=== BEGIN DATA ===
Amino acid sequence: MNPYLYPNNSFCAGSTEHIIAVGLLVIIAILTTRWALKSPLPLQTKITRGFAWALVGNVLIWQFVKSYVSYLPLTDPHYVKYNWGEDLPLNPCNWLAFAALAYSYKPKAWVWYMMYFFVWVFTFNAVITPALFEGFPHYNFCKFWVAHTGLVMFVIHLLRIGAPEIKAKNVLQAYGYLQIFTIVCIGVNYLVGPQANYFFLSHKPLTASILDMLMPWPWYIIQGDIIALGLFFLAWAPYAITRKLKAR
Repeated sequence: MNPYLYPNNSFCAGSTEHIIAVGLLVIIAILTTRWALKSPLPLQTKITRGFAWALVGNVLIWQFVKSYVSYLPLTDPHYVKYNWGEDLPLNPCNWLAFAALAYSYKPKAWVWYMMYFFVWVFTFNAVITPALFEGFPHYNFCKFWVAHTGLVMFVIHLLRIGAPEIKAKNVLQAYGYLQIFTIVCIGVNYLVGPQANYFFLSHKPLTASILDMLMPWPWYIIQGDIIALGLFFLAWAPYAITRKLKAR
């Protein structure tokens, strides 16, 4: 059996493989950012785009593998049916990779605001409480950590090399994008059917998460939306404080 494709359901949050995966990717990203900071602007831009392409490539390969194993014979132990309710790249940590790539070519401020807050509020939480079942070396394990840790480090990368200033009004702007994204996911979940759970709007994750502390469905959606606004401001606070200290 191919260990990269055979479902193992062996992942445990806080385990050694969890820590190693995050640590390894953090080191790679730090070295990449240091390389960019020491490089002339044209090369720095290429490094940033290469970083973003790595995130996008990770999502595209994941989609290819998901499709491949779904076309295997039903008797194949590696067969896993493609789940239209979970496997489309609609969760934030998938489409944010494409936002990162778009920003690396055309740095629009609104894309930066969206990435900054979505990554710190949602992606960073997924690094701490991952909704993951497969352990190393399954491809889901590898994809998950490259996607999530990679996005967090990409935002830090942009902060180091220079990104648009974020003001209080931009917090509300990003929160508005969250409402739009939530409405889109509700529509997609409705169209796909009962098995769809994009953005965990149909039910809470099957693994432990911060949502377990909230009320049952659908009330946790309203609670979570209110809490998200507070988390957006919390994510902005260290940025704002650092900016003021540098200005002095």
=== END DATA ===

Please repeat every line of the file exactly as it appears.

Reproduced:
Amino acid sequence: MNPYLYPNNSFCAGSTEHIIAVGLLVIIAILTTRWALKSPLPLQTKITRGFAWALVGNVLIWQFVKSYVSYLPLTDPHYVKYNWGEDLPLNPCNWLAFAALAYSYKPKAWVWYMMYFFVWVFTFNAVITPALFEGFPHYNFCKFWVAHTGLVMFVIHLLRIGAPEIKAKNVLQAYGYLQIFTIVCIGVNYLVGPQANYFFLSHKPLTASILDMLMPWPWYIIQGDIIALGLFFLAWAPYAITRKLKAR
Repeated sequence: MNPYLYPNNSFCAGSTEHIIAVGLLVIIAILTTRWALKSPLPLQTKITRGFAWALVGNVLIWQFVKSYVSYLPLTDPHYVKYNWGEDLPLNPCNWLAFAALAYSYKPKAWVWYMMYFFVWVFTFNAVITPALFEGFPHYNFCKFWVAHTGLVMFVIHLLRIGAPEIKAKNVLQAYGYLQIFTIVCIGVNYLVGPQANYFFLSHKPLTASILDMLMPWPWYIIQGDIIALGLFFLAWAPYAITRKLKAR
């Protein structure tokens, strides 16, 4: 059996493989950012785009593998049916990779605001409480950590090399994008059917998460939306404080 494709359901949050995966990717990203900071602007831009392409490539390969194993014979132990309710790249940590790539070519401020807050509020939480079942070396394990840790480090990368200033009004702007994204996911979940759970709007994750502390469905959606606004401001606070200290 191919260990990269055979479902193992062996992942445990806080385990050694969890820590190693995050640590390894953090080191790679730090070295990449240091390389960019020491490089002339044209090369720095290429490094940033290469970083973003790595995130996008990770999502595209994941989609290819998901499709491949779904076309295997039903008797194949590696067969896993493609789940239209979970496997489309609609969760934030998938489409944010494409936002990162778009920003690396055309740095629009609104894309930066969206990435900054979505990554710190949602992606960073997924690094701490991952909704993951497969352990190393399954491809889901590898994809998950490259996607999530990679996005967090990409935002830090942009902060180091220079990104648009974020003001209080931009917090509300990003929160508005969250409402739009939530409405889109509700529509997609409705169209796909009962098995769809994009953005965990149909039910809470099957693994432990911060949502377990909230009320049952659908009330946790309203609670979570209110809490998200507070988390957006919390994510902005260290940025704002650092900016003021540098200005002095």